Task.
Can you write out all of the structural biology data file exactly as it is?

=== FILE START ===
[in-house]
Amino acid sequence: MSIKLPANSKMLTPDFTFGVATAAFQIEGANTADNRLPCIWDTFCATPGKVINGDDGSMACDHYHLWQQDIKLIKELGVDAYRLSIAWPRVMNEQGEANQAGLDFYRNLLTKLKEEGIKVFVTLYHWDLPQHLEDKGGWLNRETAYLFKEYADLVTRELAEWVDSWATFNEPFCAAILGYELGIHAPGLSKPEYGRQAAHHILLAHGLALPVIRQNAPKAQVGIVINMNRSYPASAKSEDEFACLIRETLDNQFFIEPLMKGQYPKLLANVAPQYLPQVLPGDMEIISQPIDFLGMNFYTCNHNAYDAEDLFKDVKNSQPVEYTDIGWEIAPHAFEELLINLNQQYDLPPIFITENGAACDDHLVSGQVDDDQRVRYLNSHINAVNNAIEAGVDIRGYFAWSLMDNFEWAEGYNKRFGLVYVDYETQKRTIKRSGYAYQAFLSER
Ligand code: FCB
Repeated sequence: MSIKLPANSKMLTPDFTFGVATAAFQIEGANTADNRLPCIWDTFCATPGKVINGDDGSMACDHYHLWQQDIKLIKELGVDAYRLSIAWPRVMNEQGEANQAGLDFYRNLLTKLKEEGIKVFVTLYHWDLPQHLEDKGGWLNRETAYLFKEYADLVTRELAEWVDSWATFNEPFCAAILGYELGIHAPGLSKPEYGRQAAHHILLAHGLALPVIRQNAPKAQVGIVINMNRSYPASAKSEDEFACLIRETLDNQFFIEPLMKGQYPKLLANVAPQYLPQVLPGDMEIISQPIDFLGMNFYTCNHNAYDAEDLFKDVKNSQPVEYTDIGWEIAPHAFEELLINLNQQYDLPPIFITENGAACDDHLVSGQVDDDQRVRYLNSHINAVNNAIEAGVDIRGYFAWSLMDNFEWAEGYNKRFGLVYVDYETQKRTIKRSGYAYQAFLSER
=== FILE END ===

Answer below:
[in-house]
Amino acid sequence: MSIKLPANSKMLTPDFTFGVATAAFQIEGANTADNRLPCIWDTFCATPGKVINGDDGSMACDHYHLWQQDIKLIKELGVDAYRLSIAWPRVMNEQGEANQAGLDFYRNLLTKLKEEGIKVFVTLYHWDLPQHLEDKGGWLNRETAYLFKEYADLVTRELAEWVDSWATFNEPFCAAILGYELGIHAPGLSKPEYGRQAAHHILLAHGLALPVIRQNAPKAQVGIVINMNRSYPASAKSEDEFACLIRETLDNQFFIEPLMKGQYPKLLANVAPQYLPQVLPGDMEIISQPIDFLGMNFYTCNHNAYDAEDLFKDVKNSQPVEYTDIGWEIAPHAFEELLINLNQQYDLPPIFITENGAACDDHLVSGQVDDDQRVRYLNSHINAVNNAIEAGVDIRGYFAWSLMDNFEWAEGYNKRFGLVYVDYETQKRTIKRSGYAYQAFLSER
Ligand code: FCB
Repeated sequence: MSIKLPANSKMLTPDFTFGVATAAFQIEGANTADNRLPCIWDTFCATPGKVINGDDGSMACDHYHLWQQDIKLIKELGVDAYRLSIAWPRVMNEQGEANQAGLDFYRNLLTKLKEEGIKVFVTLYHWDLPQHLEDKGGWLNRETAYLFKEYADLVTRELAEWVDSWATFNEPFCAAILGYELGIHAPGLSKPEYGRQAAHHILLAHGLALPVIRQNAPKAQVGIVINMNRSYPASAKSEDEFACLIRETLDNQFFIEPLMKGQYPKLLANVAPQYLPQVLPGDMEIISQPIDFLGMNFYTCNHNAYDAEDLFKDVKNSQPVEYTDIGWEIAPHAFEELLINLNQQYDLPPIFITENGAACDDHLVSGQVDDDQRVRYLNSHINAVNNAIEAGVDIRGYFAWSLMDNFEWAEGYNKRFGLVYVDYETQKRTIKRSGYAYQAFLSER